Merck Mercuriadis at his home in London. Photography: Sandra Seaton

The Man Who’s Spending $1 Billion to Own Every Pop Song

Music mogul Merck Mercuriadis raised hundreds of millions of dollars to buy the rights to hits by Taylor Swift, Timbaland, and Bruno Mars. Is he insane?

Matt Hendrickson
Published in
14 min readJan 8, 2020

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IInside the office on the second floor of music industry mogul Merck Mercuriadis’ off-white townhouse in the posh London neighborhood of Notting Hill, there is shit everywhere. Hundreds of vinyl records are piled in shelves, while others are stacked 20 deep on the floor. A Michell Engineering turntable worth more than $10,000 is still wrapped in plastic on a card table. There’s a mound of CDs teetering next to two signed copies of English rock singer Ian Hunter’s recent memoir, one of which will go to Morrissey, whom Mecuriadis managed for several years. An original 1969 pressing of the only album by the German group Organisation, a precursor to Kraftwerk, is finally on its way, after Mercuriadis — who also managed Elton John and Axl Rose in a former life — spent almost 40 years tracking it down. “I don’t believe in material things. I always wear black, and I don’t have a car,” he says. “But I’ll gladly pay 400 quid for a record.”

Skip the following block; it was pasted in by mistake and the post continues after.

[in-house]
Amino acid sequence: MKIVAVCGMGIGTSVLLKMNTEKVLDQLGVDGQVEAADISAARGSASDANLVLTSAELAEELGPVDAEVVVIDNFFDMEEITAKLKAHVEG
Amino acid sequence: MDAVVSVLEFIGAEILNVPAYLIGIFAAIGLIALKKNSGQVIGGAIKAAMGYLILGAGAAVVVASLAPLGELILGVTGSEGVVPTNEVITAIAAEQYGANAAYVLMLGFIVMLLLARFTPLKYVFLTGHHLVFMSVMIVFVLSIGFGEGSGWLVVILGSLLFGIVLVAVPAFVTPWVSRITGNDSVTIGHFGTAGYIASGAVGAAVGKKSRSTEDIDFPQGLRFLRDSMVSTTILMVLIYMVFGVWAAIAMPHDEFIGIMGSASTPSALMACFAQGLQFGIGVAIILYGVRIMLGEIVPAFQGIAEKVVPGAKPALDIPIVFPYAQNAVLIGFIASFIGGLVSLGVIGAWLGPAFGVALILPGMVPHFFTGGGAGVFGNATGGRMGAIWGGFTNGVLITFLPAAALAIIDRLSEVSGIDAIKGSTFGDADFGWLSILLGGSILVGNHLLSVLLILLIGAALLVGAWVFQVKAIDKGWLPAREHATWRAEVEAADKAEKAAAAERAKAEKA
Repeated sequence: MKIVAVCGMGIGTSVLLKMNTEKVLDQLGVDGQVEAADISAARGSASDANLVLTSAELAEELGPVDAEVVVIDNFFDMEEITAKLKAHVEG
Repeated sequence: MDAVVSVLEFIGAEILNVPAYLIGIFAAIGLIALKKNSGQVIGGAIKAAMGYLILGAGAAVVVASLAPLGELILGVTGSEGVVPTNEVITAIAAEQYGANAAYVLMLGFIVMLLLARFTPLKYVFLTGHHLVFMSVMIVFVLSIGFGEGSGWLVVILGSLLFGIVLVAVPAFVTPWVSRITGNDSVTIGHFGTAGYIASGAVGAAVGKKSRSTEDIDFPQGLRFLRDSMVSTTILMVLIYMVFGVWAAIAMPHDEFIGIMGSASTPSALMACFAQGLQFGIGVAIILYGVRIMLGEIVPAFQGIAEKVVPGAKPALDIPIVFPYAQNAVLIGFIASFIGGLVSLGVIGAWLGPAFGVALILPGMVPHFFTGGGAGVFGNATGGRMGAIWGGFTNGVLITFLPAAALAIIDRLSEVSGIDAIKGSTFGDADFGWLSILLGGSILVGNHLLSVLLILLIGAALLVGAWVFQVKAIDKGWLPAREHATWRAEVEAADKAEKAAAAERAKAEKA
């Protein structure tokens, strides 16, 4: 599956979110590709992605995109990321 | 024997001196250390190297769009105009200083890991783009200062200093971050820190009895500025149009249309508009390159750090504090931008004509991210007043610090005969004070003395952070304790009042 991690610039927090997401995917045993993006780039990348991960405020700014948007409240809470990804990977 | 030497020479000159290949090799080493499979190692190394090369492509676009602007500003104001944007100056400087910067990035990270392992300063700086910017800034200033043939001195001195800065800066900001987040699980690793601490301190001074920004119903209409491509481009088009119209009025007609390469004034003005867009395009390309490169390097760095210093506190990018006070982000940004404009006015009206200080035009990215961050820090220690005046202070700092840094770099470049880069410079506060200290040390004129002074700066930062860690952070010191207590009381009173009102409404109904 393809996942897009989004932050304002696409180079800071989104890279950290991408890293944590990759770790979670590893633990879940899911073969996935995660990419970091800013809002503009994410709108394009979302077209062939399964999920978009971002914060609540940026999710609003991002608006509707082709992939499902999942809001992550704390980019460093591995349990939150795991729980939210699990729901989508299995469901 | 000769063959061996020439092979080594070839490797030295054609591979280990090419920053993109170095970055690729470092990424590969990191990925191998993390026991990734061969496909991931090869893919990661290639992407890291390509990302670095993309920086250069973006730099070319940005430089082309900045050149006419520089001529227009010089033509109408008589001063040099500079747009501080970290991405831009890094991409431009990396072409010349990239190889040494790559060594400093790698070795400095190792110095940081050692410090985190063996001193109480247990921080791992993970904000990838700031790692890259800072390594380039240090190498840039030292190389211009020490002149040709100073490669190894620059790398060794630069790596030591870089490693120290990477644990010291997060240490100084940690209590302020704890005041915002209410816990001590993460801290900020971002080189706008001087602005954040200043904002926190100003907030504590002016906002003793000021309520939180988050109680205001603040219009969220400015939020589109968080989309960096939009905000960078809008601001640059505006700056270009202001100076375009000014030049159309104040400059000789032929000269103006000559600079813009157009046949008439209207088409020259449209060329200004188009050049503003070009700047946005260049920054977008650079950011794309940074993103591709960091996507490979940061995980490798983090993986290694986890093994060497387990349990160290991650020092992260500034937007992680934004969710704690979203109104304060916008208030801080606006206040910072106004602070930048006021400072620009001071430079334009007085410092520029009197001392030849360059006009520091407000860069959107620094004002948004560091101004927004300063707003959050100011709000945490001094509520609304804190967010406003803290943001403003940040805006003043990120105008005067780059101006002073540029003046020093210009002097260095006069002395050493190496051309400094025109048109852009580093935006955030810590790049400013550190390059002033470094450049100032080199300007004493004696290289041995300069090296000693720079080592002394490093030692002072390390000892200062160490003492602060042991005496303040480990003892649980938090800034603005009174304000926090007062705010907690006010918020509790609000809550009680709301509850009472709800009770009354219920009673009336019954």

Which is why on this cool, late-fall day in mid-November, Mercuriadis is going record shopping — again. On his way to the seminal London record store Rough Trade, only a few short blocks from his house, with his bare head and stocky frame he could easily be mistaken for a Greek mobster. But today his mode is more tour guide as he spits out questions like quarters from a slot machine: “What’s your favorite band?” “Do you have a holy grail of a record?” Across the street, in the gray townhouse, he tells me, is where Brian Eno lives. There’s the Globe, a Jamaican-inspired dance club that the Clash loved. The Tabernacle, a venue where Pink Floyd — Mercuriadis’ all-time favorite band — used to play.

He walks into Rough Trade and ducks behind the counter. “Merck and Elton are our best customers,” says Sean, the store’s buyer. Now down to business: the records.

“There’s a Fontaines DC 12-inch,” Sean says.

“I need that,” Mercuriadis replies.

“A Madonna remix 12-inch?”

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Matt Hendrickson
Marker
Writer for

Swedish. Proud Minnesotan. Rolling Stone alumnus. Prince acolyte. Read me: Garden & Gun, Fast Company, CBS Watch. Find me: www.bigswedemedia.com